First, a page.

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Singapore's 'void decks': social engineering through empty space

Posted by Josh Rothman  October 27, 2010 04:43 PM

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In Boston, apartments have roof decks; in Singapore, they have "void decks." Imagine a building raised on pillars, so that there's a large, empty space underneath. That space is the void deck - and most apartment buildings in Singapore have one.

Thumbnail image for voiddeck02.jpg

What's the void deck good for? Everything, apparently. According to Singapore's Straits Times:

Like blank canvasses on which Singapore's ethnic rainbow is painted, void decks host everything from weddings and funerals to romantic trysts and day-long chequers sessions that draw retirees from all ethnic groups.

In Singapore it's perfectly normal to host a wedding for hundreds of guests in your building's void deck, or to drop off your kids at a childcare center set up each day in the open space under your building. Singaporeans make good use of the empty space. (The beautiful weather helps, of course.)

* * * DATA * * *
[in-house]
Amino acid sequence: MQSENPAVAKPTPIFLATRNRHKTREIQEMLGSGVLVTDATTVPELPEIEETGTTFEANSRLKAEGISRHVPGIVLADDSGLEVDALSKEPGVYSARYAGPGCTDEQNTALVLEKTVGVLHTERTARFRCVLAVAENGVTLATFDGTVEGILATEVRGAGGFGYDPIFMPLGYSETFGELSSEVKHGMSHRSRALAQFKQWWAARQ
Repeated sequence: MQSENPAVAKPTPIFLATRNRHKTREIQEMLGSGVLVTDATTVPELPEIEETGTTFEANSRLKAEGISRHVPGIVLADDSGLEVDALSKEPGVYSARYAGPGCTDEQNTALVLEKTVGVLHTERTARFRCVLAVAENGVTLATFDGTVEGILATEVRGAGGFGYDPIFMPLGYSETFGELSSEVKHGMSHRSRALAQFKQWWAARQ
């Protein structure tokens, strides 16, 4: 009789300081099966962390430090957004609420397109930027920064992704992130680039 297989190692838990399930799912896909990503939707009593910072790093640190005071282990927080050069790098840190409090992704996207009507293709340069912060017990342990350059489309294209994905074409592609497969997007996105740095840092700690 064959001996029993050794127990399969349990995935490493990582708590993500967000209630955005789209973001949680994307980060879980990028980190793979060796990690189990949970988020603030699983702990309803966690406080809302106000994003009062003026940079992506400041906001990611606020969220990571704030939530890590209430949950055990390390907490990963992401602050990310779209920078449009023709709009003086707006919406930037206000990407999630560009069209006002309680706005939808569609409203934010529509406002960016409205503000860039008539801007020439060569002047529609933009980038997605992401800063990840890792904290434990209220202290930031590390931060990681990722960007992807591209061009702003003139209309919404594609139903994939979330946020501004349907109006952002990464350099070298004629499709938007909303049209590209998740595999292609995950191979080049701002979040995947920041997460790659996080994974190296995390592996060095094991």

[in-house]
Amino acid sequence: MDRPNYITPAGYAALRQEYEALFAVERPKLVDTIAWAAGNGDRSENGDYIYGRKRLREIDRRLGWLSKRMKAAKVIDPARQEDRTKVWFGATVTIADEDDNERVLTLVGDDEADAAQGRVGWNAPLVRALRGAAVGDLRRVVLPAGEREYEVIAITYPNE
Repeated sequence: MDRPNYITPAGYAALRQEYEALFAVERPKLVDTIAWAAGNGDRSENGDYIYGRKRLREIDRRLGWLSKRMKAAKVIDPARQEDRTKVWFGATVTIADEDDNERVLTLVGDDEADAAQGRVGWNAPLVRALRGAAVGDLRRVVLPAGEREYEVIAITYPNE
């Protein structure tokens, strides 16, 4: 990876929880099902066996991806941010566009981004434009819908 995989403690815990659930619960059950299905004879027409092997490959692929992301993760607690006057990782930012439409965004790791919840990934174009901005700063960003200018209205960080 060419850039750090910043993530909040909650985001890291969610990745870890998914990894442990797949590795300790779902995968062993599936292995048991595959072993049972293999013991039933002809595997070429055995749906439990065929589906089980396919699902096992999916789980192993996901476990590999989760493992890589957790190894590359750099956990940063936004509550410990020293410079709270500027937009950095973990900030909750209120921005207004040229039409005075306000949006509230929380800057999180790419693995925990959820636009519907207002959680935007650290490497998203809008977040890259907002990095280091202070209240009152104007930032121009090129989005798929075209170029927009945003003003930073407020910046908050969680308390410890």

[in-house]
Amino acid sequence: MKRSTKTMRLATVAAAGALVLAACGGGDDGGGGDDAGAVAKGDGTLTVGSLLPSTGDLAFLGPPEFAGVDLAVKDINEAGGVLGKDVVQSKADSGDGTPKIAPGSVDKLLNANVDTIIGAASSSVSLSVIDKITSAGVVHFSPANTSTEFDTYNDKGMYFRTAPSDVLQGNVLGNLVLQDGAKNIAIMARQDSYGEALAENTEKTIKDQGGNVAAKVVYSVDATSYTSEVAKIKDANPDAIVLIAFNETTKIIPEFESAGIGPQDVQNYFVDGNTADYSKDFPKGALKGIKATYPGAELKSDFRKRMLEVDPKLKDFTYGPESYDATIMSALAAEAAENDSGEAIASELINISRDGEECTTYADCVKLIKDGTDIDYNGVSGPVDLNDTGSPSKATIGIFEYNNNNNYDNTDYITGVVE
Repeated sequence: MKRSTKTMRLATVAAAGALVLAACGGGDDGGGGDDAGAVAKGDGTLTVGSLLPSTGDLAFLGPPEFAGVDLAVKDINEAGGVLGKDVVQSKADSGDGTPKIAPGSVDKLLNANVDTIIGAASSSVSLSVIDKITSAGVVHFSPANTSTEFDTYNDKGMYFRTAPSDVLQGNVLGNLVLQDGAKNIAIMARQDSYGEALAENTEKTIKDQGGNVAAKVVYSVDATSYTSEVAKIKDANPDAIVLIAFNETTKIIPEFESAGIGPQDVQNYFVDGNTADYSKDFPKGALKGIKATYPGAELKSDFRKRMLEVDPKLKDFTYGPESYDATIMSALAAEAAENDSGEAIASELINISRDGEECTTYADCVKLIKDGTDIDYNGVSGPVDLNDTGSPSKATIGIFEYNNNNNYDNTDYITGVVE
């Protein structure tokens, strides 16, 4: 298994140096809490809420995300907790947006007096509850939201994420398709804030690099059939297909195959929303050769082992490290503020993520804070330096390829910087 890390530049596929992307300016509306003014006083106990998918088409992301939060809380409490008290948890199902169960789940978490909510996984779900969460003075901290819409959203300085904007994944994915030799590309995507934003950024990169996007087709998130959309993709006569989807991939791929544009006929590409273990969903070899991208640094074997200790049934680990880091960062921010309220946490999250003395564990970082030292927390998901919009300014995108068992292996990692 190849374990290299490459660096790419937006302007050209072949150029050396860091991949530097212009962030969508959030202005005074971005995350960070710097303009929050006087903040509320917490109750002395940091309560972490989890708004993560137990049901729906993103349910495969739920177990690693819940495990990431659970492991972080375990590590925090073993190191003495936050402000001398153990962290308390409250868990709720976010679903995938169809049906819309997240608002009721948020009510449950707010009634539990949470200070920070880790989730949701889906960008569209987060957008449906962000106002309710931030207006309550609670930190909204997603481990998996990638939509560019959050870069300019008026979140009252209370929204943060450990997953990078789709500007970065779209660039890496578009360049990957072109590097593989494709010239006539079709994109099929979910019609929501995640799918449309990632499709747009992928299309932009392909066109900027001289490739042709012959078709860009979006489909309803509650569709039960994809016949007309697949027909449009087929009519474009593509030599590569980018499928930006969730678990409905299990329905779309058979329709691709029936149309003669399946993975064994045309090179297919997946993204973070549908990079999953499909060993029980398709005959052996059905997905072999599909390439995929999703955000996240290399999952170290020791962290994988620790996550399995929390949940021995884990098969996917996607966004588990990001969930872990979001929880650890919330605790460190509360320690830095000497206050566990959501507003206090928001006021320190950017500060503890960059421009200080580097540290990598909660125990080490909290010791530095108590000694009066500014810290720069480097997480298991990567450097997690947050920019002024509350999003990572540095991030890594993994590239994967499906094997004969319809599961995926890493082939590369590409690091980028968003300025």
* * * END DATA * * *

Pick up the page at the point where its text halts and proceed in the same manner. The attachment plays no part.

Yet the void deck is no accident of design. More than 80% of Singapore's population lives in public housing, in buildings designed to government specifications. And Singapore's government ensures that every apartment building mirrors the country's ethnic mix, with Chinese, Malays, and Indians living as neighbors in proportion to their share of the population - 77%, 14%, and 8% respectively. The void deck ensures that everyone gets to know each other, and each other's cultures. As the Times puts it, its pleasures are actually "part of Singapore's strictly enforced social policies aimed at ensuring harmony among the races in a region often torn by religious and ethnic strife."

That void deck might look empty, but there's a policy hidden there! It's another version of the power of the architectural empty space.

Photo via Arkitera.

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About brainiac Brainiac is the daily blog of the Globe's Sunday Ideas section, covering news and delights from the worlds of art, science, literature, history, design, and more. You can follow us on Twitter @GlobeIdeas.
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Joshua Rothman is a graduate student and Teaching Fellow in the Harvard English department, and an Instructor in Public Policy at the Harvard Kennedy School of Government. He teaches novels and political writing.

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